Biden Just Officially Got His First Challenger for the ’24 Dem Nomination

With devastating polling numbers among Democrats and particularly young voters, the likelihood of Biden being challenged is on the rise.

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It has been increasingly difficult for him to defend himself against the negative headlines. The critics say he inherited a mess left by the former president and that some lawmakers who were supposed to help him with this haven’t delivered.

There has been a weariness to supporting the sinking president. The Democratic Party is mulling over a new scenario: challenging the current president in 2024.

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“Unless Biden comes to his senses and announces that he won’t run again, a contentious battle for the nomination seems very likely,” said RootsAction founder Norman Solomon to The Hill.

“The president may not realize or care that the trajectory of his policies has been taking him farther and farther from the Democratic Party base, but his distance from that base would likely be catastrophic for Biden if he tries to get nominated again,” he added.

Some of Biden’s former supporters began considering what the next two years could hold once his popularity dropped to the low 30s. In spite of his public or private assertions, the tacit pact that implied others in the party would step aside for him is eroding.

“The tone-deaf and self-centered thing for him to do would be to soldier on, insisting that he should be president until January 2029, while damaging the party’s prospects in the process,” Solomon stated.

In an interview with Newsweek, activist Jerome Segal, who was ninth out of 10 Democratic candidates seeking the Maryland governor’s office, said he will run for president in 2024.

“I was planning to delay the announcement of my candidacy until after the mid-term elections,” Segal said. “My decision to go public right now was triggered by Joe Biden’s embarrassing trip to the Middle East.”

“Segal, who founded the socialist Bread and Roses party, criticized Biden for “fist bump[ing] a psychopathic killer,” in reference to Biden’s controversial greeting to Saudi Crown Prince Mohammed bin Salman,” the Western Journal reported.

Biden, 79, has said he will run for a second term, but that has not dampened speculation that others such as Vice President Kamala Harris, Stacey Abrams, California Gov. Gavin Newsom, Transportation Secretary Pete Buttigieg and Sens. Bernie Sanders and Amy Klobuchar might run.

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A recent New York Times/Siena College poll found that only 26 percent of Democrats surveyed want Biden to run in 2024.

The poll found that 94 percent of voters under 30 want a different Democrat to run.

“I’m just going to come out and say it: I want younger blood,” says Nicole Farrier, a preschool teacher in Michigan.

“I am so tired of all old people running our country. I don’t want someone knocking on death’s door,” she opined.

In Greensburg, Indiana, Kelly King, an ex-factory worker, said Biden “hasn’t done what I think he’s capable of doing as president to help the American people. As a Democrat, I figured he would really be on our side and put us back on the right track. And I just feel like he’s not.”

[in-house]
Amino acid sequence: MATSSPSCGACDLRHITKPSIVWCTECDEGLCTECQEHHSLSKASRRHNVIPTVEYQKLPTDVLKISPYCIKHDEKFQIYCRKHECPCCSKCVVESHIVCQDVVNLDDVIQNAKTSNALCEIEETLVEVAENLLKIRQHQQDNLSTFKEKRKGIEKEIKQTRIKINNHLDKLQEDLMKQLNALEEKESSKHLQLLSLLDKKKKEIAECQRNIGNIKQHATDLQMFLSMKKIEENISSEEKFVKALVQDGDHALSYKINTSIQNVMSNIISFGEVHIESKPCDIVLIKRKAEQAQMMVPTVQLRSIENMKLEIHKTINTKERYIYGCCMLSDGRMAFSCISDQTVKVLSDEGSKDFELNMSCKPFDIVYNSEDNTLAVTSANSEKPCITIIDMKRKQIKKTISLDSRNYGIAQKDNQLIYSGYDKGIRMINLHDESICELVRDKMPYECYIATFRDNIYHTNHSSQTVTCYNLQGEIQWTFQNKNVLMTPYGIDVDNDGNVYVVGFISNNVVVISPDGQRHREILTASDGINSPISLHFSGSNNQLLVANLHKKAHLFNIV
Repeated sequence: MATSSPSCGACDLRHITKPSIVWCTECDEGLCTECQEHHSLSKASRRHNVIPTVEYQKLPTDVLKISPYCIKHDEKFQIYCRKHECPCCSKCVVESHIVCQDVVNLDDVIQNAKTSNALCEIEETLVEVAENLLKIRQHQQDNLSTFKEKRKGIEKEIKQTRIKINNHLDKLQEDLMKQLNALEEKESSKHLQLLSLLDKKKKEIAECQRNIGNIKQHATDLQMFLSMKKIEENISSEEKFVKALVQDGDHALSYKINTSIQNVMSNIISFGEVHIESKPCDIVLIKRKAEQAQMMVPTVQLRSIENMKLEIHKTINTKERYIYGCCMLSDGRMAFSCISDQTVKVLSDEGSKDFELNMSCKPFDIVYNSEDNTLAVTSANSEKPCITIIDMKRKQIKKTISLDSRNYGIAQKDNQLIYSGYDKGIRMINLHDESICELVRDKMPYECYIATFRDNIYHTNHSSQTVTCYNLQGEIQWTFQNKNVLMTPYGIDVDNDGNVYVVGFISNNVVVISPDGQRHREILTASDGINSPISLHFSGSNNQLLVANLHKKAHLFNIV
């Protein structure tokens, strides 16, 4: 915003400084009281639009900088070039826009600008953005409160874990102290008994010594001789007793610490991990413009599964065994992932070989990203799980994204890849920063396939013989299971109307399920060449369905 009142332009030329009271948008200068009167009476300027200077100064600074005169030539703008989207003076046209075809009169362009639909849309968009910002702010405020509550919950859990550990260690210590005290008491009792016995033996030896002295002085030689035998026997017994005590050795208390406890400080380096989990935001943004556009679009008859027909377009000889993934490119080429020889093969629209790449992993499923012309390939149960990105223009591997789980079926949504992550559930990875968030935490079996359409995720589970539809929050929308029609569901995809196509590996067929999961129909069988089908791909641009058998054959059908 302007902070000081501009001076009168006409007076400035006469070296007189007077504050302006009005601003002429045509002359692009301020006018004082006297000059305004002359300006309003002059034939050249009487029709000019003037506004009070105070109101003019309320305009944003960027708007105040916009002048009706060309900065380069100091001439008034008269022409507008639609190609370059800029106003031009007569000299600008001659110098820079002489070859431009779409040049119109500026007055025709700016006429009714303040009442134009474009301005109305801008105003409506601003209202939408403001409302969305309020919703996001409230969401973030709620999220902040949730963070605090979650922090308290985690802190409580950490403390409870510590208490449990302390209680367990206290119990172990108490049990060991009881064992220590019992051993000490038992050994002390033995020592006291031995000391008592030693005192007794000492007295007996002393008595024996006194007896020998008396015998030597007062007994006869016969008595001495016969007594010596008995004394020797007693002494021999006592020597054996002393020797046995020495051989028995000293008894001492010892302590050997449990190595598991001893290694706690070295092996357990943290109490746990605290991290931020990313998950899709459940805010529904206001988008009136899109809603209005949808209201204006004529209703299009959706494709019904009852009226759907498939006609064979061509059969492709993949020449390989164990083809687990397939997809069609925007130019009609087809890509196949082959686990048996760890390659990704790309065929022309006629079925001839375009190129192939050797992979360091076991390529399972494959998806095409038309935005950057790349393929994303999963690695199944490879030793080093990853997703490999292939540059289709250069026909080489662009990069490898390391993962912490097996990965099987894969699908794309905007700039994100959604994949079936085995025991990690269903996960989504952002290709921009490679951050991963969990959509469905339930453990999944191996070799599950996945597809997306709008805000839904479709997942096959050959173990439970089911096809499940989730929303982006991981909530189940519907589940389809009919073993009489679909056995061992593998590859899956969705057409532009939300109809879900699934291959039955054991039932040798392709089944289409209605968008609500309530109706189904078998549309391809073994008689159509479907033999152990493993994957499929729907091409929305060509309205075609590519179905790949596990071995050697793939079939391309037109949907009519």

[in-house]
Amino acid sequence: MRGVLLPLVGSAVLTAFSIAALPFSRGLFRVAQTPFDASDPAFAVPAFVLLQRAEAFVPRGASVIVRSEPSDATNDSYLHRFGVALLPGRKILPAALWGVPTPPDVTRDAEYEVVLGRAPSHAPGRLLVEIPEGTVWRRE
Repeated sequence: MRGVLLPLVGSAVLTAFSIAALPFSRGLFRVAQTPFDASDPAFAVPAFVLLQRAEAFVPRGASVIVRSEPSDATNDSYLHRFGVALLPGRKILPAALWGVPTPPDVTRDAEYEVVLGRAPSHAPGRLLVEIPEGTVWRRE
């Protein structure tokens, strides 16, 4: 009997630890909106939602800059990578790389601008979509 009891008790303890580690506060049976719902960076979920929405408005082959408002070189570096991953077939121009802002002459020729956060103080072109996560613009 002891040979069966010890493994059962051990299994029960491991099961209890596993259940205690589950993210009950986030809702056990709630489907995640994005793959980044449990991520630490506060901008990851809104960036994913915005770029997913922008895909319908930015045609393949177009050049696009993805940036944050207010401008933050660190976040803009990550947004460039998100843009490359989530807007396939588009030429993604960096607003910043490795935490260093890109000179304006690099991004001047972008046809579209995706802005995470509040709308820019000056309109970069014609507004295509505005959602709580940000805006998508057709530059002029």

As a maintenance specialist in Foley, Alabama, Clifton Heard was not picky about the alternatives he considered.

“Anybody could be doing a better job than what they’re doing right now,” he stated, continuing that Biden, “wasn’t prepared to do the job.”

“Solomon’s group was so angry that it put together an official campaign to stop Biden from running again and is already commissioning signatures, according to The Hill.

A lot of that frustration reflects the paralyzed state of the country under his party’s control.

For months, Democrats have grumbled about Biden’s lack of traction and spoken about who could step up if the president chooses not to run, but most have been hesitant to say outright someone else should replace him.

That’s beginning to change.

The deluge of problems — from the war in Ukraine to surging gas prices, more mass shootings, the dismantling of Roe v. Wade and, most recently, a frightening inflation figure — has added to the perception that the president has taken his hands off the wheel.

Wednesday’s inflation rate of more than 9 percent, the highest in recent history, made matters worse. In response, the White House maintained that the figures were “out-of-date” since gas prices have recently declined.

Turning things around has, however, proved difficult.

“A New York Times-Siena College poll released this week offered a startling data point for those starting to make the case for a Democratic challenger. According to the survey, well over half of Democratic voters sampled — 64 percent — said they wanted another candidate to be the party’s nominee, The Hill noted.

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“I don’t think it’s a given, frankly, that he would win the primary,” said Steve Phillips, a progressive Democratic strategist who works on issues related to race and democracy. “I don’t think a primary and or its outcome is cataclysmic.”

“He could win, but he might not,” he said.

A serious primary challenge to a sitting president is rare, but Democrats have two examples from relatively recent history to look back on.

Sen. Ted Kennedy (D-Mass.) ran against former President Carter in 1980, and Pat Buchanan challenged George H.W. Bush in 1992. Neither of them won, but both Bush and Carter lost the general elections.